ServiceStack’s Markdown Razor Engine. Wow.

ServiceStack is a pretty sweet-looking alternative to WCF. It provides strongly-typed, well-designed, REST/RCP+SOAP services for .NET and Mono. Check out the README in the repository to see how ridiculously easy it is to setup a service. Unfortunately, I haven’t yet had a chance to use the stack. I was looking through the code today and saw a Markdown-Razor Engine.

I was like, “Wha….?

Yes, they offer an alternative view engine which blends Markdown and Razor. These are my two favorite syntaxes, so I had to see how well it compiles.

I compiled the ServiceStack.RazorEngine from source (in Ubuntu 12.04/Mono, no less!) to test a simple markdown file.

I created this markdown file, example.md, to throw at the framework.

# Example ServiceStack.Markdown

## Showing @examples.Count items

@foreach (var item in examples) {
  - @item.Name: @item.Number 
}


**Note: The template requires a space after the item.Number value**

For more information, check out 
[the docs](http://www.servicestack.net/docs/markdown/markdown-razor).

Also, *don't forget* to check out the code at 
[gh:ServiceStack/ServiceStack](https://github.com/ServiceStack/ServiceStack)

Here are some _other_ attempts to **break** 
the markdown **generation_of_html**. **escaped\_underscore\_in\_tags**

A space after double-asterisk (<strong> tags) will ** break **

Now, when I say simple, I mean it has most elements of markdown that I use regularly. It also uses the markdown-razor foreach syntax which iterates over a collection of Example objects. This view is not strongly-typed, so this is equivalent to a dynamic Razor view.

The code to compile this view is really simple. You create the template engine, and provide a markdown page object which takes a full path (.e.g /fakepath/Debug) and the template contents (e.g. the above markdown snippet).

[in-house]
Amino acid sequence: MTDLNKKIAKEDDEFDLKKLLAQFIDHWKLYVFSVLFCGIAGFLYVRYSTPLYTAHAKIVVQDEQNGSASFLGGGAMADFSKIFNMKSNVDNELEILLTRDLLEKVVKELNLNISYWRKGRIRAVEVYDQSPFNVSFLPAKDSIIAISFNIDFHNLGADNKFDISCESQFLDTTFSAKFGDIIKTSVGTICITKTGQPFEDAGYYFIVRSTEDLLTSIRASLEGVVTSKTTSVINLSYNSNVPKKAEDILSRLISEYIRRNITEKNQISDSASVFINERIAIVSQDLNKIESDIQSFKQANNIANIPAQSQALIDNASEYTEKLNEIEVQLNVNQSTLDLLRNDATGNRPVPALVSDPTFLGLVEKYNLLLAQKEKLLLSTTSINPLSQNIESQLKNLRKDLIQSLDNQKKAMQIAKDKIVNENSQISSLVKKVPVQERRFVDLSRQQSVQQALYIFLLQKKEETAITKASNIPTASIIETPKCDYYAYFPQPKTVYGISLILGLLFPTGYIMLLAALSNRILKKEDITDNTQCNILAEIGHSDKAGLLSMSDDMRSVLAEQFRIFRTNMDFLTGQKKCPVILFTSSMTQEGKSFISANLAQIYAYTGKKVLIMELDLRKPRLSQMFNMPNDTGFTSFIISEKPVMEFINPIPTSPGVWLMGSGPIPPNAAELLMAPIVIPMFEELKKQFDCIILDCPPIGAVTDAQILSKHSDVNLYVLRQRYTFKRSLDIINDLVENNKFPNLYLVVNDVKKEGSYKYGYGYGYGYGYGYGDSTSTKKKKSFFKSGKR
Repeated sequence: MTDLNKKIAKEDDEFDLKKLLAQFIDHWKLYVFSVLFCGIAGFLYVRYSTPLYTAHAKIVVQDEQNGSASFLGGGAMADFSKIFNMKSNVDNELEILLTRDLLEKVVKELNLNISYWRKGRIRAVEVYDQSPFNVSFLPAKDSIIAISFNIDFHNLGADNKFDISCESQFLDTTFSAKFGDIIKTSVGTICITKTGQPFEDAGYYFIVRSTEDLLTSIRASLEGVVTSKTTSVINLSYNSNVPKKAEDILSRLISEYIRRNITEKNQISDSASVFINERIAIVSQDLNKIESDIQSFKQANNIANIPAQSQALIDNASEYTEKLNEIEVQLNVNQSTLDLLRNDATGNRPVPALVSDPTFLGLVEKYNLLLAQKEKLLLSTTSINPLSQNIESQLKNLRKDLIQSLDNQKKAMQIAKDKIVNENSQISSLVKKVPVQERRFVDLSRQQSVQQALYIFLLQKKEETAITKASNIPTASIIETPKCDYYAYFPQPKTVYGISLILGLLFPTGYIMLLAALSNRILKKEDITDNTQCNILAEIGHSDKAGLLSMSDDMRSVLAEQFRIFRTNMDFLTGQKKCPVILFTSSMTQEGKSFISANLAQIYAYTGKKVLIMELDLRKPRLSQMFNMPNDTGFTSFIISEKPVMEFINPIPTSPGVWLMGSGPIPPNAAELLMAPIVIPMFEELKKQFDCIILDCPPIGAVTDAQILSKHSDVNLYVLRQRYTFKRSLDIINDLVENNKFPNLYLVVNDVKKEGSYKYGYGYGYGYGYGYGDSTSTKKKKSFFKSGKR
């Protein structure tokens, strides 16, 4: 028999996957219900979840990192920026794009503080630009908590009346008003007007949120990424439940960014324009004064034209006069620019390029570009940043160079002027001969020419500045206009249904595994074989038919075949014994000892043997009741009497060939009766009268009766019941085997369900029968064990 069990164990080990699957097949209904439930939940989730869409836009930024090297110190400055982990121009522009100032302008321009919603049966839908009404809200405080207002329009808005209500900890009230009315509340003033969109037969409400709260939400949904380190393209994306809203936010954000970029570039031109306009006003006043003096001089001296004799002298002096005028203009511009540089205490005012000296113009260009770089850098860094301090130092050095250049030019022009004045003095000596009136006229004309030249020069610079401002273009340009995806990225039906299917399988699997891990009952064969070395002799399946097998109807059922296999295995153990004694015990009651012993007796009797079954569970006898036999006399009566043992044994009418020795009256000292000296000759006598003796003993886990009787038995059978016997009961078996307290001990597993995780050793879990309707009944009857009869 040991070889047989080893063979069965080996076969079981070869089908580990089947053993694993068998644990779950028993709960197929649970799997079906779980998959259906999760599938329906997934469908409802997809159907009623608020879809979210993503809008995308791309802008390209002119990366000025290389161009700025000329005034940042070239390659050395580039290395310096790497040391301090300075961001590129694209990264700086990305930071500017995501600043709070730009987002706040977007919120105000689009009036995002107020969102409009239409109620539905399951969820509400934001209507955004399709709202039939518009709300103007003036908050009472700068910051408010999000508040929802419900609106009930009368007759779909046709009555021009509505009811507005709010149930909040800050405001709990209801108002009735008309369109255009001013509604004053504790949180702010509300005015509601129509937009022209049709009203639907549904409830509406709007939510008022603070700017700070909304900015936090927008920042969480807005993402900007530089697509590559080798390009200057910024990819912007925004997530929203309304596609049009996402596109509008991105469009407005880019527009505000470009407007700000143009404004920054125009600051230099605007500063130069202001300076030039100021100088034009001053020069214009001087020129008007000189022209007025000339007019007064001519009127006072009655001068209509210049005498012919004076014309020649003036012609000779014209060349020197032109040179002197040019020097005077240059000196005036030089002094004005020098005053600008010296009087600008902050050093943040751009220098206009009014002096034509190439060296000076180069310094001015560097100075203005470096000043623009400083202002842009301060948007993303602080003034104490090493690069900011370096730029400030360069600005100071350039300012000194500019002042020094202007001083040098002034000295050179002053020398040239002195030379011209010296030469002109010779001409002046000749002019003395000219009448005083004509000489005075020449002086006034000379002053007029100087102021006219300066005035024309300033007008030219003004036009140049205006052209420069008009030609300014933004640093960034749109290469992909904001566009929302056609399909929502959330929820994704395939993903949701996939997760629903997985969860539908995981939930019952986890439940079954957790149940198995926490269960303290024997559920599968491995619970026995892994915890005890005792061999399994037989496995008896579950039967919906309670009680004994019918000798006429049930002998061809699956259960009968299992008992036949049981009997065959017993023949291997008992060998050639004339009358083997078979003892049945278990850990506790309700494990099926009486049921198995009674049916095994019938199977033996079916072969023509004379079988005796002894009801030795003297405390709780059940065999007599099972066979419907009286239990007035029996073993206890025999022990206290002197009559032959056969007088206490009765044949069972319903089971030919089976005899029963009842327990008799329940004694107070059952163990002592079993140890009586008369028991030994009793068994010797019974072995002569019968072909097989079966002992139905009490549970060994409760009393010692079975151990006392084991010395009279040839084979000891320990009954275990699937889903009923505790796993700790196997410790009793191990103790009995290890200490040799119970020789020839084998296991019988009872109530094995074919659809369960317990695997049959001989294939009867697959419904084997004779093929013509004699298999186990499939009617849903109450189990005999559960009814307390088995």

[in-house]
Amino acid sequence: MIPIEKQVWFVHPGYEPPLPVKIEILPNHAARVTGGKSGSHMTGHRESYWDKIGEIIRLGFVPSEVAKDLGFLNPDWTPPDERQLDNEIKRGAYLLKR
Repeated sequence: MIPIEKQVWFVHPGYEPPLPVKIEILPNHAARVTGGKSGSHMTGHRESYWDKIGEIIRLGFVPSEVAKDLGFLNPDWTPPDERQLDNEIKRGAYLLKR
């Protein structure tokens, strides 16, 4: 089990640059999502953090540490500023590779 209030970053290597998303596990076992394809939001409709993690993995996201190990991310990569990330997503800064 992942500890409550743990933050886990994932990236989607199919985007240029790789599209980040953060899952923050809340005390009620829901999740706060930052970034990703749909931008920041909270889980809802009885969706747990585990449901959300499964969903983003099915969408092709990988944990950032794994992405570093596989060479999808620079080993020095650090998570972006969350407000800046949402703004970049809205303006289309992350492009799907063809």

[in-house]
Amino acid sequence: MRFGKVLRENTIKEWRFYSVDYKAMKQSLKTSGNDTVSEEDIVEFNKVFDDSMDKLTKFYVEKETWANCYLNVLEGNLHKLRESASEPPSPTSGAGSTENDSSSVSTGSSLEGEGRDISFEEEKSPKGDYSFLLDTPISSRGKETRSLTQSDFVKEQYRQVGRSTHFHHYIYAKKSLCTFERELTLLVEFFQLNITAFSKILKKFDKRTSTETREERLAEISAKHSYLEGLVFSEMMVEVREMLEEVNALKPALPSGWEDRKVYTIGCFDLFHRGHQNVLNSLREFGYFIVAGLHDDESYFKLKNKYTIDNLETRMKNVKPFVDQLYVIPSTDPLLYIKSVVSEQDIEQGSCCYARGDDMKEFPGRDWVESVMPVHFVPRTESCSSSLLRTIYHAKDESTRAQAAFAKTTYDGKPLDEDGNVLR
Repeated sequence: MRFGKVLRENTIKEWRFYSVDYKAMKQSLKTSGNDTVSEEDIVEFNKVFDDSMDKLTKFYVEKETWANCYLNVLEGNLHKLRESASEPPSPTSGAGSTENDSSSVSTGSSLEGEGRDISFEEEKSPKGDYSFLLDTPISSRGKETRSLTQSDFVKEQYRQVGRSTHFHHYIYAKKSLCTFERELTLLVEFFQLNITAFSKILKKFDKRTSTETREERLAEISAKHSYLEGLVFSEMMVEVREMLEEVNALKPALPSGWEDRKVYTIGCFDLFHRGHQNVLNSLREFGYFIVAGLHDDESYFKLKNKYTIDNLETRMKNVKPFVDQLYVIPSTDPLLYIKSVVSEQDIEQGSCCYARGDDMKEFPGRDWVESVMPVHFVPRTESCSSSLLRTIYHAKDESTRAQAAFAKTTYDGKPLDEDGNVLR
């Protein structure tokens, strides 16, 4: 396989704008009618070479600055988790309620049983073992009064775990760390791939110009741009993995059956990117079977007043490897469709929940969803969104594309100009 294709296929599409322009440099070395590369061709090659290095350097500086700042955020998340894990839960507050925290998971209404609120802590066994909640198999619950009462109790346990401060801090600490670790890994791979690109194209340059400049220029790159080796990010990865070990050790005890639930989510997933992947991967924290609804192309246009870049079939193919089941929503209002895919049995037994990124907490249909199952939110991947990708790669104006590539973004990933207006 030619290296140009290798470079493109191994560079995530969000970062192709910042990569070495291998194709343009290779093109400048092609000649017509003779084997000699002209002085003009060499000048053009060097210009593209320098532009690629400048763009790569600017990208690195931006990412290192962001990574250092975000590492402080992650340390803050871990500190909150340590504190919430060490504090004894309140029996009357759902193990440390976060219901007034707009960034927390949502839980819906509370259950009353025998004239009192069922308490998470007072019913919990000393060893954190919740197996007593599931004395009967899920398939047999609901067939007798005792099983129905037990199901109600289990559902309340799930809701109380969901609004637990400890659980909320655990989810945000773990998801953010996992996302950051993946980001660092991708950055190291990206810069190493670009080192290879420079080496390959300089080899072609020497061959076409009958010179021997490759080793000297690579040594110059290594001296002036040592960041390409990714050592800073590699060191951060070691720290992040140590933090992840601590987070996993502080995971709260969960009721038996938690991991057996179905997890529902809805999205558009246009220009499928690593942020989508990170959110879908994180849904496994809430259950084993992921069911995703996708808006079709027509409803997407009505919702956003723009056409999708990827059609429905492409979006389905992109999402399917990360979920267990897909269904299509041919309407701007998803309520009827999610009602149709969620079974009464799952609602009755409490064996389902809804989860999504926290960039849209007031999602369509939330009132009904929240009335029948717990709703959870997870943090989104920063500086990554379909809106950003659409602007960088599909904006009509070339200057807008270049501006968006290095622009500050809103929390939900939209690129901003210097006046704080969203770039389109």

// Create the markdown-razor template compiler
MarkdownFormat format = new MarkdownFormat();
string contents = File.ReadAllText(template);
var page = new MarkdownPage(format, path, "example", contents );
format.AddPage(page);

Then, you create your view object (ViewBag?).

// Create our view container (ViewBag)
var view = new Dictionary<string, object>() 
{
	{ "examples", examples }
};

All that’s left is to pass in the view object and compile it to html!

// Compile and output. 
// This can be redirected to html file 
// e.g. RazorExample.exe > output.html
var html = format.RenderDynamicPageHtml("example", view);
Console.WriteLine(html);

The Code

As always, the code for this post is available on github. More examples on the Markdown Razor syntax available in ServiceStack are available in the test project in ServiceStack’s repository.

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